Relevant chapters are Mary E. Cygan, “The Polish-American Left,” (pp. 148-184); and potentially Paule Buhle, “Themes in American Jewish Radicalism” (pp. 77-118), though the Buhle chapter is not necessarily about Jews from the region of interest.


*Bukowczyk, John J.  And my children did not know me: a history of the Polish-Americans    Bloomington: Indiana University Press, 1987.   Butler  E184.P7 B84 1987


________________.  Polish Americans and Their History: Community, Culture, and Politics.  Pittsburgh, Pa.: University of Pittsburgh Press, 1996.  Butler E184.P7 P6848 1996 (nos)

*Cisek, Janusz.  Polish refugees and the Polish American Immigration and Relief Committee. Jefferson, N.C.: McFarland, 2006.  Butler  HV640.5.P66 C57 2006

*Connelly, John. Reflections of Social Change: Polish Rural Sociology, 1930-1965. Trondheim, Norway: NTNU, 2004.  Offsite HN537.5 .C67 2004


*Connelly, John. Captive University: The Sovietization of East German, Czech and Polish Higher Education, 1945-1956. Chapel Hill: University of North Carolina Press, 2000.  Butler LC178.G29 C66 2000


Crew, Helen Coale.  Under Two Eagles.  Boston: Little, Brown, and Co., 1930, c1929.
Online Link(s): HathiTrust Digital Library  EBOOKS

Drohojowski, Jan.  Poles in United States; [translated by Krystyna Keplicz].  Warszawa: Krajowa Agencja Wydawnicza, 1976.  Butler  E184.P7D713
Erdmans, Mary Patrice.  Opposite Poles: Immigrants and Ethnics in Polish Chicago, 1976-1990. University Park, Pa.: Pennsylvania State University Press, 1998.  Offsite  F548.9.P7 E73 1998

*Goska, Danusha V.   Bieganski: the Brute Polack Stereotype, its Role in Polish-Jewish Relations and American Popular Culture.   Boston: Academic Studies Press, 2010.   Lehman      DS146.P6 G67 2010

            Having rejected the Bieganski stereotypical model, one must identify other understandings of Polish-Jewish relations. One has to consider the economic features that are often not discussed concerning outbreaks of anti-Semitism among Poles. Stereotyping occurs when insupportable conclusions are drawn from demonstrable facts. In Polish stereotypes, Jews lack strength and do not fight for Poland. Jewish assessments of Poles as workers, peasants or as simpler creatures did not always carry a negative valuation. There is prickly debate around all methods of identification of Poles and Jews. For example, if a Pole focuses on the distinctiveness of the Jewish people in Poland, he can be accused of not recognizing Jews as an integral part of Poland (Nosowski). “Pole” and “Jew” are terms of art and convention.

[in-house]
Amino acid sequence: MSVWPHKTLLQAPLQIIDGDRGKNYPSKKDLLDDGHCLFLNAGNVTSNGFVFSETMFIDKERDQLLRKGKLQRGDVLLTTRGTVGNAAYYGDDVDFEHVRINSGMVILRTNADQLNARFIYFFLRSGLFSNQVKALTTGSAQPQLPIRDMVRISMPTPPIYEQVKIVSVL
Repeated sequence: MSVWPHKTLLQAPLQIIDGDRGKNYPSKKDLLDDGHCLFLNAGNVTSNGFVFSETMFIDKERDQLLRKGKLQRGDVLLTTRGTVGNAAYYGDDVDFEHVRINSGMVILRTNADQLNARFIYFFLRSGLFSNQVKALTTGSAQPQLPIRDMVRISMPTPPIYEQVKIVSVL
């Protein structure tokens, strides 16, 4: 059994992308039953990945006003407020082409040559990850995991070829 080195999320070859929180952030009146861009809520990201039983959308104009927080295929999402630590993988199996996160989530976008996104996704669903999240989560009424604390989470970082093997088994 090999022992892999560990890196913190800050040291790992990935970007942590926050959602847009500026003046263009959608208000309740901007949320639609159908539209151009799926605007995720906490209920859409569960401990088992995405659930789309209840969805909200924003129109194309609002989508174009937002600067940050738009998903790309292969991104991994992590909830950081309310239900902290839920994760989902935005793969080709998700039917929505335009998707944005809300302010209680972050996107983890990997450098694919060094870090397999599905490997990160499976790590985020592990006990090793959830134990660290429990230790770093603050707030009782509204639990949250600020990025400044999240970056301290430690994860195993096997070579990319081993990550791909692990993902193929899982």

Greene, Victor. “Poles.”  Ed. Stephan Thernstrom. Harvard Encyclopedia of American Ethnic Groups. Cambridge, Mass: Belknap Press of Harvard University, 1980.  Pg. 787-803.

Asserts that Poles, one of the largest minority groups in the United States, initially enforced traditional Polish customs through organizations, religious institutions, and social groups.  However, it explains that, following World War II, Polish Americans became much more integrated into American society, waning in support of nationalist ideologies and choosing to identify more with American norms.


Jaroszynska-Kirchmann, Anna D.   The Exile Mission: the Polish Political Diaspora and Polish Americans, 1939-1956. Athens: Ohio University Press, 2004.
Online Link(s): Click here for full text.

*Kapiszewski, Andrzej.  Conflicts across the Atlantic: Essays on Polish-Jewish Relations in the United States during World War I and in the Interwar Years. Krakow: Ksieg. Akademicka, 2004.
Butler E184.36.E86 K36 2004

Kenney, Padraic. Rebuilding Poland: Workers and Communists, 1945-1950. Ithaca: Cornell University Press, 1997.  Butler  HX315.7.A6 K46 1997.


Lopata, Helena Znaniecka.  Polish Americans.  New Brunswick, N.J.: Transaction Publishers, 1994.  Lehman  E184.P7 L66 1994

This book analyzes the history and current life-styles of Polonia, the complex ethnic community of Polish Americans. Several basic sociological concepts from the framework: national culture society, political state, country, ethnic community, life-style, statues competition and others. They are applied specifically to Poland, America and Polonia.

McCook, Brian.  The Borders of Integration: Polish Migrants in Germany and the United States, 1870-1924.  Athens: Ohio University Press, c2011.
Online Link(s): Click here for full text.